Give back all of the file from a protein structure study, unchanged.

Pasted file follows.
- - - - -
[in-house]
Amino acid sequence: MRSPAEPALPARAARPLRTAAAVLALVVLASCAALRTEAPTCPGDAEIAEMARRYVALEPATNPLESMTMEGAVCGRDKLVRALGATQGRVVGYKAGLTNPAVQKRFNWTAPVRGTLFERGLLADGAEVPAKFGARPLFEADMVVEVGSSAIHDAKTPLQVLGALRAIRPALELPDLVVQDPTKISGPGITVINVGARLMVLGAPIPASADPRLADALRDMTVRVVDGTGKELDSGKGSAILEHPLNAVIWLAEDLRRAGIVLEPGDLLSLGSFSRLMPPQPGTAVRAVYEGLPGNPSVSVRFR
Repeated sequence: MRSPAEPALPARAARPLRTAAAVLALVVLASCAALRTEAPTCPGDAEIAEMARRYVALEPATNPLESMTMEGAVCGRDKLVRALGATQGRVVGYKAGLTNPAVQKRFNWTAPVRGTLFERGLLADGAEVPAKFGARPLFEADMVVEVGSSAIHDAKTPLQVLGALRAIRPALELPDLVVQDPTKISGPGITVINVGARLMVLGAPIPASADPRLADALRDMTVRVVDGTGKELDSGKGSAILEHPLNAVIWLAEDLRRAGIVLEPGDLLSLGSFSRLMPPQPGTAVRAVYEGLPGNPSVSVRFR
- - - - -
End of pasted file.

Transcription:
[in-house]
Amino acid sequence: MRSPAEPALPARAARPLRTAAAVLALVVLASCAALRTEAPTCPGDAEIAEMARRYVALEPATNPLESMTMEGAVCGRDKLVRALGATQGRVVGYKAGLTNPAVQKRFNWTAPVRGTLFERGLLADGAEVPAKFGARPLFEADMVVEVGSSAIHDAKTPLQVLGALRAIRPALELPDLVVQDPTKISGPGITVINVGARLMVLGAPIPASADPRLADALRDMTVRVVDGTGKELDSGKGSAILEHPLNAVIWLAEDLRRAGIVLEPGDLLSLGSFSRLMPPQPGTAVRAVYEGLPGNPSVSVRFR
Repeated sequence: MRSPAEPALPARAARPLRTAAAVLALVVLASCAALRTEAPTCPGDAEIAEMARRYVALEPATNPLESMTMEGAVCGRDKLVRALGATQGRVVGYKAGLTNPAVQKRFNWTAPVRGTLFERGLLADGAEVPAKFGARPLFEADMVVEVGSSAIHDAKTPLQVLGALRAIRPALELPDLVVQDPTKISGPGITVINVGARLMVLGAPIPASADPRLADALRDMTVRVVDGTGKELDSGKGSAILEHPLNAVIWLAEDLRRAGIVLEPGDLLSLGSFSRLMPPQPGTAVRAVYEGLPGNPSVSVRFR